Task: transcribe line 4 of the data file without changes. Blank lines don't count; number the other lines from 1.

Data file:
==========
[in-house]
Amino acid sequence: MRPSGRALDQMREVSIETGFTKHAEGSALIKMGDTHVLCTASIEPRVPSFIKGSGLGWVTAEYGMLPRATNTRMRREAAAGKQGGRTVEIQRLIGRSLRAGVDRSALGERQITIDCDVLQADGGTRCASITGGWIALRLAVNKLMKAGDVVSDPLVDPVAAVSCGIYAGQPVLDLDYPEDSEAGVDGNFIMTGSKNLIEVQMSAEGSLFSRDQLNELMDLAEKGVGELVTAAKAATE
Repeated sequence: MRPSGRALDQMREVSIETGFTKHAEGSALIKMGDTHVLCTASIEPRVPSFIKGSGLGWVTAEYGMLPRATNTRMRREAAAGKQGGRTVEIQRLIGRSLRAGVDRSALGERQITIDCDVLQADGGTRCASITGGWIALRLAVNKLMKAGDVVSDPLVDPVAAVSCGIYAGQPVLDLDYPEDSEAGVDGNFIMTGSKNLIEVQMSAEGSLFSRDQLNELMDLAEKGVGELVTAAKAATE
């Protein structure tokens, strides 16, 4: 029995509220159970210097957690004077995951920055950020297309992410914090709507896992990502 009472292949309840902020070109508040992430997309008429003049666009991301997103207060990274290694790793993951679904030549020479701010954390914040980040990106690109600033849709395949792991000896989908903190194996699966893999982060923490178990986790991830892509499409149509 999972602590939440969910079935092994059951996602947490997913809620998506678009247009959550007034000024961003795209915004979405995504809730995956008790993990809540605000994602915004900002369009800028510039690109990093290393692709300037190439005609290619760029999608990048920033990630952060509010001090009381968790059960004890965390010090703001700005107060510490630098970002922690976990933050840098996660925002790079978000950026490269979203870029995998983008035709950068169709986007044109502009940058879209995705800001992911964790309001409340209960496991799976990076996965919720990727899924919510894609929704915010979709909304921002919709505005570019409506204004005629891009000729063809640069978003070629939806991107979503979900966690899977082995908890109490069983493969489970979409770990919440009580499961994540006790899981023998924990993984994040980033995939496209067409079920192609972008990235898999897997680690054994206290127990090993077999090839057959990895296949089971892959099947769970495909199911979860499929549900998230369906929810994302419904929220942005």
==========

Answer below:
């Protein structure tokens, strides 16, 4: 029995509220159970210097957690004077995951920055950020297309992410914090709507896992990502 009472292949309840902020070109508040992430997309008429003049666009991301997103207060990274290694790793993951679904030549020479701010954390914040980040990106690109600033849709395949792991000896989908903190194996699966893999982060923490178990986790991830892509499409149509 999972602590939440969910079935092994059951996602947490997913809620998506678009247009959550007034000024961003795209915004979405995504809730995956008790993990809540605000994602915004900002369009800028510039690109990093290393692709300037190439005609290619760029999608990048920033990630952060509010001090009381968790059960004890965390010090703001700005107060510490630098970002922690976990933050840098996660925002790079978000950026490269979203870029995998983008035709950068169709986007044109502009940058879209995705800001992911964790309001409340209960496991799976990076996965919720990727899924919510894609929704915010979709909304921002919709505005570019409506204004005629891009000729063809640069978003070629939806991107979503979900966690899977082995908890109490069983493969489970979409770990919440009580499961994540006790899981023998924990993984994040980033995939496209067409079920192609972008990235898999897997680690054994206290127990090993077999090839057959990895296949089971892959099947769970495909199911979860499929549900998230369906929810994302419904929220942005």